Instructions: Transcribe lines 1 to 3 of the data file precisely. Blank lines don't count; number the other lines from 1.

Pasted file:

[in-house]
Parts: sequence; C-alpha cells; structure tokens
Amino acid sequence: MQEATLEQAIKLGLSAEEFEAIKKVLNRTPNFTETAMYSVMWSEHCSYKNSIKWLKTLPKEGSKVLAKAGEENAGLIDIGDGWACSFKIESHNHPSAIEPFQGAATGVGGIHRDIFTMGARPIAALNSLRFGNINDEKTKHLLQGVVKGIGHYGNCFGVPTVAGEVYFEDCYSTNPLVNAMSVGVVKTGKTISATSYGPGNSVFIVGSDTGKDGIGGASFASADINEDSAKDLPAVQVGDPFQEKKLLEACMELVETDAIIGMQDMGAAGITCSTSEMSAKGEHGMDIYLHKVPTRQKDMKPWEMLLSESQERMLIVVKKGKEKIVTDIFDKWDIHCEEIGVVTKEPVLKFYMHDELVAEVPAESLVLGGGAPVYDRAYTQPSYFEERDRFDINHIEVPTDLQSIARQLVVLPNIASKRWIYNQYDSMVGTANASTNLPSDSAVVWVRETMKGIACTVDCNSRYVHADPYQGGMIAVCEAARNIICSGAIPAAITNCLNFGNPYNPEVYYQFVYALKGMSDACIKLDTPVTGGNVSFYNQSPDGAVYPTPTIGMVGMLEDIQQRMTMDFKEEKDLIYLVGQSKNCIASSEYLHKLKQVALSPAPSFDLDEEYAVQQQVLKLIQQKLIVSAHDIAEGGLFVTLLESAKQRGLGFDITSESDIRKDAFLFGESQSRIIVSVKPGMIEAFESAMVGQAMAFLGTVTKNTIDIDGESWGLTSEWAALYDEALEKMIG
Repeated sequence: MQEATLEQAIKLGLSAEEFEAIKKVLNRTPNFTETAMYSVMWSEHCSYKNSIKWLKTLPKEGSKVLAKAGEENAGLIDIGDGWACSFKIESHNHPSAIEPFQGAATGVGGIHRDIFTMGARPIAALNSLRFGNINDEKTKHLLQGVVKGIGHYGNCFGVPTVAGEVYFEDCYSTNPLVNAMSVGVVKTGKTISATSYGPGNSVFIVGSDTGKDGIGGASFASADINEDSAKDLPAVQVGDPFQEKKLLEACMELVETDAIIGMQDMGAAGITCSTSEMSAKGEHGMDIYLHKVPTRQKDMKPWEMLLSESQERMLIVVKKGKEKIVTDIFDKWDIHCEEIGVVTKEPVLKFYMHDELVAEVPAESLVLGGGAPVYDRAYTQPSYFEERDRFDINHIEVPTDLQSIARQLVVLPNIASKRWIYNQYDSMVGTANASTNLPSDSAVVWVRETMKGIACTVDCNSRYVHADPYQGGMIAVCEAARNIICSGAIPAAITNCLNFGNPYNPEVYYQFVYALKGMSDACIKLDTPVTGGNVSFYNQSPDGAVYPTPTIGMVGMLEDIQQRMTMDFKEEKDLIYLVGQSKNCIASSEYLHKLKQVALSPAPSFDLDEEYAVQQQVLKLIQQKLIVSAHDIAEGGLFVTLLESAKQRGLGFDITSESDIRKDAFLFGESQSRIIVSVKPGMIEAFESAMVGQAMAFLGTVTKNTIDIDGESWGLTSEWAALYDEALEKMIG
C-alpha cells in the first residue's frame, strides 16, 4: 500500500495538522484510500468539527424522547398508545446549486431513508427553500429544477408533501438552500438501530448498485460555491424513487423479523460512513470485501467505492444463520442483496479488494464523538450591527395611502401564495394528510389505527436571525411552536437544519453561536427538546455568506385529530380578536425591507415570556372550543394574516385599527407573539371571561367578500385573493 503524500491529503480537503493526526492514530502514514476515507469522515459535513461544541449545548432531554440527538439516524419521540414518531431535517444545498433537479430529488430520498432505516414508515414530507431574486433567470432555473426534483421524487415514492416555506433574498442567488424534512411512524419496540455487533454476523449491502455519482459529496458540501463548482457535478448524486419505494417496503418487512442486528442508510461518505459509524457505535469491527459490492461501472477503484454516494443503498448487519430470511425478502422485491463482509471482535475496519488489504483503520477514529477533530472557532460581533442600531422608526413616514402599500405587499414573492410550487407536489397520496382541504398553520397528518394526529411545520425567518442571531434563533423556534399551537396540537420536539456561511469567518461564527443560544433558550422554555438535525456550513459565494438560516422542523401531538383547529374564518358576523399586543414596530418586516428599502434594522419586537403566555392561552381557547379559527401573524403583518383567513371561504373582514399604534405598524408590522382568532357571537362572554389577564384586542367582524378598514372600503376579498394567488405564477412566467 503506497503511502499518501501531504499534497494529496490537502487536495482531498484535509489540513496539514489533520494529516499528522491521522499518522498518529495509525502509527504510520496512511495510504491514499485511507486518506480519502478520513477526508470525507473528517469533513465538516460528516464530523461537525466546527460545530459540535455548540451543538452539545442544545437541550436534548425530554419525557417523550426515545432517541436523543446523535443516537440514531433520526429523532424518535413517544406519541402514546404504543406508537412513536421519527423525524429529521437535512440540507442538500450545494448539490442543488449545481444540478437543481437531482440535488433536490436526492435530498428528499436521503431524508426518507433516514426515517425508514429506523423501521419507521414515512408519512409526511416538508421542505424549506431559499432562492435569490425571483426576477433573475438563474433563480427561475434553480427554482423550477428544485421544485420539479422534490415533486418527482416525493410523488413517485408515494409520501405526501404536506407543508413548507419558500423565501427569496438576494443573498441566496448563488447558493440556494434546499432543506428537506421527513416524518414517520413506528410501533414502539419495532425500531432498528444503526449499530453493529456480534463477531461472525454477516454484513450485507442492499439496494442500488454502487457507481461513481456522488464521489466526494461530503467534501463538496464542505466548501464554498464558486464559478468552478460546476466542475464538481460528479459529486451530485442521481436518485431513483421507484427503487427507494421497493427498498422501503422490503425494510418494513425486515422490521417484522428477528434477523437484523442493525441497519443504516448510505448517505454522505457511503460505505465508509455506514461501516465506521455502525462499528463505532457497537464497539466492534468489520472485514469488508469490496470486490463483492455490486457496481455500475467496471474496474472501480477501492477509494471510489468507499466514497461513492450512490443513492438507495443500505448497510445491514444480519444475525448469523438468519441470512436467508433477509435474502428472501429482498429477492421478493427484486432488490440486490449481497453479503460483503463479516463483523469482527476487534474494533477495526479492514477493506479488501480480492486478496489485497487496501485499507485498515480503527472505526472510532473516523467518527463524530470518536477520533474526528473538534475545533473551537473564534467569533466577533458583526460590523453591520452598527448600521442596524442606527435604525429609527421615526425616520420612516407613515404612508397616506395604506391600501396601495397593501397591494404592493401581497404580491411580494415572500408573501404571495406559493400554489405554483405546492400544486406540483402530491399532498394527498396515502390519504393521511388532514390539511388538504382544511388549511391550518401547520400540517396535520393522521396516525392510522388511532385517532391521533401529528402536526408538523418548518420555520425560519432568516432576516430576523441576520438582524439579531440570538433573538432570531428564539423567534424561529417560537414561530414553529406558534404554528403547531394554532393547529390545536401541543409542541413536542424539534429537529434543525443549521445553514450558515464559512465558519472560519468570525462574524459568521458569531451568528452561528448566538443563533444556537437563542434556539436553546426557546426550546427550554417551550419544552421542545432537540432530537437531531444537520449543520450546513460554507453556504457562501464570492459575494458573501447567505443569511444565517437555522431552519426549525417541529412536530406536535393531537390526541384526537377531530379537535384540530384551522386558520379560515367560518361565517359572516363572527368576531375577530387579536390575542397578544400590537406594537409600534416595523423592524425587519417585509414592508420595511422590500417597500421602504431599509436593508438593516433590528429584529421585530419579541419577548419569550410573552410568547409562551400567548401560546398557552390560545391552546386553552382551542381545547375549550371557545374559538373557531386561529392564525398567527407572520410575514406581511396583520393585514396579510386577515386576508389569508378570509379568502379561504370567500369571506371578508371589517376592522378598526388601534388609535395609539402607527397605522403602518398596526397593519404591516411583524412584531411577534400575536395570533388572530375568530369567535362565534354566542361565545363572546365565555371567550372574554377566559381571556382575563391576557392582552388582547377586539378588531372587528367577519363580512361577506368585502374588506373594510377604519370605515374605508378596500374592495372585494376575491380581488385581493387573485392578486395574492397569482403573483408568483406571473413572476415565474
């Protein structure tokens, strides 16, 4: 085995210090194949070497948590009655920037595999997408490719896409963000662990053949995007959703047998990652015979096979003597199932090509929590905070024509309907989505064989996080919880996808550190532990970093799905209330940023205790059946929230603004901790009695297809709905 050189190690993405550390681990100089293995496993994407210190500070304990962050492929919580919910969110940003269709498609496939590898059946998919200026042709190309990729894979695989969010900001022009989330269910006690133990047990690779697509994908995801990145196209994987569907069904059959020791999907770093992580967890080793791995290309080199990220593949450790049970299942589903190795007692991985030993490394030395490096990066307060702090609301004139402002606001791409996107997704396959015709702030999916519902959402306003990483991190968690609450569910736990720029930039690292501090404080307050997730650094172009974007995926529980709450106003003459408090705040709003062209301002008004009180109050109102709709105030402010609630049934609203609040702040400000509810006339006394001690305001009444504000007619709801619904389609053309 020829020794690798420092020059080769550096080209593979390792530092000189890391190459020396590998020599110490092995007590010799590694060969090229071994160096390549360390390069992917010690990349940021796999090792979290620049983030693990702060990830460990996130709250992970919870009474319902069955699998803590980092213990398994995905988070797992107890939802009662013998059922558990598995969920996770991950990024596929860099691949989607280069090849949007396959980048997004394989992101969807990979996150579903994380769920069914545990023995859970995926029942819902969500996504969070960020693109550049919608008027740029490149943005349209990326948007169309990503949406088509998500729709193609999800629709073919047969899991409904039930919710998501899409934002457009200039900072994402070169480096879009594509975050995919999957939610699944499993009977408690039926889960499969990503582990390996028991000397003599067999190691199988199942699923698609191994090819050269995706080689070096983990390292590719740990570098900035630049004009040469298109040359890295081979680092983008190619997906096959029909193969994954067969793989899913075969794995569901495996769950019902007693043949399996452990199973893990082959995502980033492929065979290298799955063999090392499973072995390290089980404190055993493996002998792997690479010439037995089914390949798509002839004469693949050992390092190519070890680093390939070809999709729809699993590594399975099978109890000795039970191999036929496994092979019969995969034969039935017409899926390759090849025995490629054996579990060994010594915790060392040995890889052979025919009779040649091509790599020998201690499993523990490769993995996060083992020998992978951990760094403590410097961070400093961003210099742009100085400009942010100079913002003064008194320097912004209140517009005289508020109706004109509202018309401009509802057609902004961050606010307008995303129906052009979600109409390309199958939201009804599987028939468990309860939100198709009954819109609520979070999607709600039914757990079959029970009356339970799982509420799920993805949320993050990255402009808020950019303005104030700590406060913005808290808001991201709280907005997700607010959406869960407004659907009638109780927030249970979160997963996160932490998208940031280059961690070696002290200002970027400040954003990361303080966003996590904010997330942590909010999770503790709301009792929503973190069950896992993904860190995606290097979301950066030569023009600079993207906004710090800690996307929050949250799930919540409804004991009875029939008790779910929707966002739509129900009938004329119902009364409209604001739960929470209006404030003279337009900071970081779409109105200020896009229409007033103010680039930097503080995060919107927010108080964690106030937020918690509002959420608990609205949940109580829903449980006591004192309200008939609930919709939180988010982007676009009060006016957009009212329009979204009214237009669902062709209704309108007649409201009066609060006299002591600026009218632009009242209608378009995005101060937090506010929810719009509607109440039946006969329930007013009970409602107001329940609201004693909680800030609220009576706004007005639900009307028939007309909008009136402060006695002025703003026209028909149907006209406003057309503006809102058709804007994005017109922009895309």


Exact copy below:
[in-house]
Parts: sequence; C-alpha cells; structure tokens
Amino acid sequence: MQEATLEQAIKLGLSAEEFEAIKKVLNRTPNFTETAMYSVMWSEHCSYKNSIKWLKTLPKEGSKVLAKAGEENAGLIDIGDGWACSFKIESHNHPSAIEPFQGAATGVGGIHRDIFTMGARPIAALNSLRFGNINDEKTKHLLQGVVKGIGHYGNCFGVPTVAGEVYFEDCYSTNPLVNAMSVGVVKTGKTISATSYGPGNSVFIVGSDTGKDGIGGASFASADINEDSAKDLPAVQVGDPFQEKKLLEACMELVETDAIIGMQDMGAAGITCSTSEMSAKGEHGMDIYLHKVPTRQKDMKPWEMLLSESQERMLIVVKKGKEKIVTDIFDKWDIHCEEIGVVTKEPVLKFYMHDELVAEVPAESLVLGGGAPVYDRAYTQPSYFEERDRFDINHIEVPTDLQSIARQLVVLPNIASKRWIYNQYDSMVGTANASTNLPSDSAVVWVRETMKGIACTVDCNSRYVHADPYQGGMIAVCEAARNIICSGAIPAAITNCLNFGNPYNPEVYYQFVYALKGMSDACIKLDTPVTGGNVSFYNQSPDGAVYPTPTIGMVGMLEDIQQRMTMDFKEEKDLIYLVGQSKNCIASSEYLHKLKQVALSPAPSFDLDEEYAVQQQVLKLIQQKLIVSAHDIAEGGLFVTLLESAKQRGLGFDITSESDIRKDAFLFGESQSRIIVSVKPGMIEAFESAMVGQAMAFLGTVTKNTIDIDGESWGLTSEWAALYDEALEKMIG